Roughly 117 Million Searches are made for ‘Google’ in Bing

Roughly 117 Million Searches are made for ‘Google’ in Bing

Even though Google controls 65% of the search market, there are still an alarming number of users who use Bing on a daily basis to get to Google.

Every month, roughly 117 million searched are made for ‘Google’ in Bing. It’s modestly ironic to think of one searching for a search engine while using a search engine, but we must first acknowledge that the demographic of users for each search engine is very different. Also its users are aware that Bing and Google provide very different results. To put this number in perspective, consider the fact that, on average by month, only 55 million searches are made for ‘google’ in Google and 4 million searches are made for ‘bing’ in Google.

The IE Interface

Bing being the default search engine on Internet Explorer is still the world’s most popular web browser, mainly because it comes standard on all Windows operating systems. This could explain why so many users search ‘google’ in Bing to get to Google’s homepage. They simply choose to stay with Internet Explorer instead of using an alternative web browser, like Firefox or Chrome. Also, changing the default search engine on Internet Explorer from Bing to Google is no easy task. The fact that Bing is the default search engine for over 38% of all users significantly affects user behaviour.

How do the CTR curves for Google and Bing compare with each Other

A major SEO firm conducted a study on user behaviour to help define the impact of Page 1 search engine rankings. The study was over the course of six months and examined 324 total (stable) keywords in both the search engines.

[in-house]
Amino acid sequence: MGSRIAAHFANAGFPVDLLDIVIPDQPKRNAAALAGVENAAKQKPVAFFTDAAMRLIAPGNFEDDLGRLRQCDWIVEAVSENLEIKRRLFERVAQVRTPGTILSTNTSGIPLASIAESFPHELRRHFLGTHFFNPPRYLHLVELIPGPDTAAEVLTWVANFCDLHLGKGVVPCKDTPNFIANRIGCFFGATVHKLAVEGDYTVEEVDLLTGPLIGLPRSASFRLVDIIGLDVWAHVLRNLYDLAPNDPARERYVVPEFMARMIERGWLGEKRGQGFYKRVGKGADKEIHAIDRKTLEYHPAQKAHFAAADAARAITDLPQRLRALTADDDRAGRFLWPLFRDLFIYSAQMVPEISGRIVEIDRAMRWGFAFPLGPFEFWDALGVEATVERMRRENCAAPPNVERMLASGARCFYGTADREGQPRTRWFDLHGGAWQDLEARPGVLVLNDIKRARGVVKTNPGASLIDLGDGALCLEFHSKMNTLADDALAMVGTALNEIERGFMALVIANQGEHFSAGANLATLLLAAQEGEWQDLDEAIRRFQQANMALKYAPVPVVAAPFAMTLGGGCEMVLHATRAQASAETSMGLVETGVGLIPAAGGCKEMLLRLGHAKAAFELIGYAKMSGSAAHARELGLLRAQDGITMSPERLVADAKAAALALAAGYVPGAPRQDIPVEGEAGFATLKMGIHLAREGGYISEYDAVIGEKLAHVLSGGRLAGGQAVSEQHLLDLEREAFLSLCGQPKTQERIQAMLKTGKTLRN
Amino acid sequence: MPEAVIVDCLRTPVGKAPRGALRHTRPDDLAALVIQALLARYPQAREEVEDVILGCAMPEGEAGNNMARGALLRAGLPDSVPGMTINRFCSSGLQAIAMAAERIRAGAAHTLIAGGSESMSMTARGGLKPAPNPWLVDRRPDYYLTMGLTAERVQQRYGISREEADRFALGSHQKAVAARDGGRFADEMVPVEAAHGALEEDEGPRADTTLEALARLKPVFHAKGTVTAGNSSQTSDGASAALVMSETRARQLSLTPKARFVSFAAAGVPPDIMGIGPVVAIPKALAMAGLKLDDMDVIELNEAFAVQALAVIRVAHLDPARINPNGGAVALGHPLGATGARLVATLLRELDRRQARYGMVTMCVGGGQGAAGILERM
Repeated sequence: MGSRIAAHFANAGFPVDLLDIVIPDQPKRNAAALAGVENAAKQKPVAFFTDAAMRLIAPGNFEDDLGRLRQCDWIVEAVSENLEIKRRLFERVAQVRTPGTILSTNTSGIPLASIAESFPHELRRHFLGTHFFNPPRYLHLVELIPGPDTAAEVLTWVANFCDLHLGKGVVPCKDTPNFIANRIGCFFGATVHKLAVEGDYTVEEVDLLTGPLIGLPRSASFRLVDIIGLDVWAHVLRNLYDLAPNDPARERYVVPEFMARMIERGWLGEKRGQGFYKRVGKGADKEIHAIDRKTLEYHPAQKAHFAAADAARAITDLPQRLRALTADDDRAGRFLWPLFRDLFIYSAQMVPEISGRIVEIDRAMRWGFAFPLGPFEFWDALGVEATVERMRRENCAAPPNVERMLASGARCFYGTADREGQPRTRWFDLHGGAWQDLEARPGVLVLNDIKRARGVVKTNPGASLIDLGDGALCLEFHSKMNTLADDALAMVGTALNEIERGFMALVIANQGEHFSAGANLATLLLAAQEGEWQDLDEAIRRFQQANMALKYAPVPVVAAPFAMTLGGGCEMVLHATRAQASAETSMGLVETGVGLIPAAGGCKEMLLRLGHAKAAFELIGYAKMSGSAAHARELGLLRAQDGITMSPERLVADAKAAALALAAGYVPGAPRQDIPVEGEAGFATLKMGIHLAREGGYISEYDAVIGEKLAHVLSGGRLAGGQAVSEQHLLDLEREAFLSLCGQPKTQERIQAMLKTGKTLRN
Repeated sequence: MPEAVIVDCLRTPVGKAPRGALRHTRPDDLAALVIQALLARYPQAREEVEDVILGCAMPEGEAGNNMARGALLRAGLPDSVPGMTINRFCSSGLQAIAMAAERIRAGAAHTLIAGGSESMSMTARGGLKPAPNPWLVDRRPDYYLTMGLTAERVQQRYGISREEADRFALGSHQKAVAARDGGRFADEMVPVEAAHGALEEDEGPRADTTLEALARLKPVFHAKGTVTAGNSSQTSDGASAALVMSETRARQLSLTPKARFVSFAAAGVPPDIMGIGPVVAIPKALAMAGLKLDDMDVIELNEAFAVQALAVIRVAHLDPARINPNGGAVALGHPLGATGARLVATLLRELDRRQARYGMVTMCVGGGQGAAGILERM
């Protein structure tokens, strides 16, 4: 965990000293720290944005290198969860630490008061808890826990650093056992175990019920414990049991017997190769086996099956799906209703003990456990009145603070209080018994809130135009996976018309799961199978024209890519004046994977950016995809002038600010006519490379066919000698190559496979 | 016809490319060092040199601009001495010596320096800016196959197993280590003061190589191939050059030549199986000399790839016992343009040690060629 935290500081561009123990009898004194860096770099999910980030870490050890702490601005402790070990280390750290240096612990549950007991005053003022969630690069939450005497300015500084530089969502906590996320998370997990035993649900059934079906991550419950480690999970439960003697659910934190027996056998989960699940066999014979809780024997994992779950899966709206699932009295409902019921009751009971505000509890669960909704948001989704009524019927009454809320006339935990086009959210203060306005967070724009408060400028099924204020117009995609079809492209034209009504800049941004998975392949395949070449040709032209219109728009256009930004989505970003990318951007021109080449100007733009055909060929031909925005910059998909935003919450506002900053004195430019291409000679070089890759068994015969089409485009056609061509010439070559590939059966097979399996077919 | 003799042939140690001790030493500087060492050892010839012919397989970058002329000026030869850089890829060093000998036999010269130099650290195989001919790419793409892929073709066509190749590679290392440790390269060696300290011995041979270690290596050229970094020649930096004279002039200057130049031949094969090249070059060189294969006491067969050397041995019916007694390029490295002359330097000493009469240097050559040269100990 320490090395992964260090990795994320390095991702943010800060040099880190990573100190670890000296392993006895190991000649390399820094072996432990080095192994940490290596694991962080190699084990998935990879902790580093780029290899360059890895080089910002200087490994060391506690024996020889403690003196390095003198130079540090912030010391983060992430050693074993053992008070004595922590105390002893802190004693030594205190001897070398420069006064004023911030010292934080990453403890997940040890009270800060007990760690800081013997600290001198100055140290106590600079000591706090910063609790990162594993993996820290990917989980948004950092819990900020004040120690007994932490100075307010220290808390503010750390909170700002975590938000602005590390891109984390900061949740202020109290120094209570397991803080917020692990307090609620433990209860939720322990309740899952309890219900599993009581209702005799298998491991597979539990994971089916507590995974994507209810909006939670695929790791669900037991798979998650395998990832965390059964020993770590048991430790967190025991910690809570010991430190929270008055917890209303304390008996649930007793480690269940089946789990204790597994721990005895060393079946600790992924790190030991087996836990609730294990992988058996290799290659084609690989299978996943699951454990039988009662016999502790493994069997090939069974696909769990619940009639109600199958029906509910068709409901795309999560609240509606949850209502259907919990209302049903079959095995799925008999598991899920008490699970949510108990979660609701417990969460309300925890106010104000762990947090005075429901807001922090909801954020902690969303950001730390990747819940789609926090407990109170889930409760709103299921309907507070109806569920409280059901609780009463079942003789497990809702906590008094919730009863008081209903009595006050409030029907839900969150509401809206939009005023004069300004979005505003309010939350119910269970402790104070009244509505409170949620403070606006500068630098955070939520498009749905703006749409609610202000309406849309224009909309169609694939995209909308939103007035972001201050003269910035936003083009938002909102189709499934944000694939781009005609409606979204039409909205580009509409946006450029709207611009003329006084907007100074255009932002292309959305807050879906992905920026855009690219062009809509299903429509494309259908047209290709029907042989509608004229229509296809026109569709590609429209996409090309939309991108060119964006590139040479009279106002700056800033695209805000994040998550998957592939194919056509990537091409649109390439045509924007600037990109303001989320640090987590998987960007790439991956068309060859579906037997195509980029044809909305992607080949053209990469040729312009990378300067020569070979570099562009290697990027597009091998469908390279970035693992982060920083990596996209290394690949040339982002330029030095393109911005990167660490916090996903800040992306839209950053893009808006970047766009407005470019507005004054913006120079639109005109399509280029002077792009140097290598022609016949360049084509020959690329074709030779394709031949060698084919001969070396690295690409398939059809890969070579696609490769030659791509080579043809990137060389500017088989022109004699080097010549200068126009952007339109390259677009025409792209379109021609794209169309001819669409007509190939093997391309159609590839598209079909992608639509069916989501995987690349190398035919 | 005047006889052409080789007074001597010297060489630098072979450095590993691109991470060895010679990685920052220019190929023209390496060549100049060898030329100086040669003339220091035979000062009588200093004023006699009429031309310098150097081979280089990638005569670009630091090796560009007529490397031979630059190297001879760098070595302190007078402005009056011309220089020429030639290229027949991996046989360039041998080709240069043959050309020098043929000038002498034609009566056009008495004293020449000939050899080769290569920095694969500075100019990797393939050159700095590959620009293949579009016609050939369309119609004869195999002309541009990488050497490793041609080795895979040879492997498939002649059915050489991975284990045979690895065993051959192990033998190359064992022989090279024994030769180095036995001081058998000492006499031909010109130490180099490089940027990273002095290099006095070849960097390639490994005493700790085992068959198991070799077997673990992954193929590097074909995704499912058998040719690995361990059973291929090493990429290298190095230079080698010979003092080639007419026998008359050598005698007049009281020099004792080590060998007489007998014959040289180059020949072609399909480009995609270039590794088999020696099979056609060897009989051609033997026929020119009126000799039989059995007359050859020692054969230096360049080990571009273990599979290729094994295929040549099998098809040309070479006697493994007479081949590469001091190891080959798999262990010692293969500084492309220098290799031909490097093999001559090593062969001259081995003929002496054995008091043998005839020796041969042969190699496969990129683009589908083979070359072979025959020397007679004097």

As we know —

EXACT CTR = (# of visits) / (# of searches)
The Observed CTR curve for organic U.S. results for positions #1-10 in Google SERPs and Bing SERPS were as follows –

For Google – It was observed an 18.20% average CTR for a No. 1 rank and 10.05% for Position 2. Average CTR for each position below the fold was observed to be below 4%.

If so few users are clicking on Bing organic results after a search, where are they going? Possibilities include ‘related searches’ on the sidebar, re-queries, Page 2, one of the tabs at the top, a paid result, or the images, videos, news, shopping, local listings results within the SERP. The lower click-through rates could be attributed to Bing users abandoning their results and heading to Google. Perhaps users are trying their searches and then re-querying in Google.

Henceforth — Specifically optimizing for Bing is still important, especially since the demographic of users is different. Hit-wise the study showed that 58% of Bing users are female, whereas only 45% of Google users are female. It also found that most Bing users are age of 35 or older. This is incredibly valuable information for marketers because it affects the target audience. If you have a product geared towards females or an older group, Bing may be more valuable to you.

[i] Source: A study from Slingshot SEO that examined the CTR for positions 1 through 10 on Google.